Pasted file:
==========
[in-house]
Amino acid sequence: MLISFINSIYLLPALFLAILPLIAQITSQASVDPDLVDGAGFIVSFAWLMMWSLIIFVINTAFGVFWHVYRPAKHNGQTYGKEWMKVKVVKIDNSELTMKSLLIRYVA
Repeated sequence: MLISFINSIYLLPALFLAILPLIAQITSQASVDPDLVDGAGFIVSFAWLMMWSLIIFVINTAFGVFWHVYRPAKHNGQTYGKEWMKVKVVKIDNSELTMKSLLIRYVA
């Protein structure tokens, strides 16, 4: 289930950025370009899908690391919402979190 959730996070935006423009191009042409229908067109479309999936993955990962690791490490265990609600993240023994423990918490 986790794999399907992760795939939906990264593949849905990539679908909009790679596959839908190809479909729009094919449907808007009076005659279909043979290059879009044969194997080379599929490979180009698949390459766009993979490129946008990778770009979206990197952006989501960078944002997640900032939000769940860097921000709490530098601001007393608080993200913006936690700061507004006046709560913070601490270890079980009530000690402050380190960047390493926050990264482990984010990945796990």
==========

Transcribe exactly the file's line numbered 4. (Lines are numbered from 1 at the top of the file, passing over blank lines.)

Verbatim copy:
């Protein structure tokens, strides 16, 4: 289930950025370009899908690391919402979190 959730996070935006423009191009042409229908067109479309999936993955990962690791490490265990609600993240023994423990918490 986790794999399907992760795939939906990264593949849905990539679908909009790679596959839908190809479909729009094919449907808007009076005659279909043979290059879009044969194997080379599929490979180009698949390459766009993979490129946008990778770009979206990197952006989501960078944002997640900032939000769940860097921000709490530098601001007393608080993200913006936690700061507004006046709560913070601490270890079980009530000690402050380190960047390493926050990264482990984010990945796990």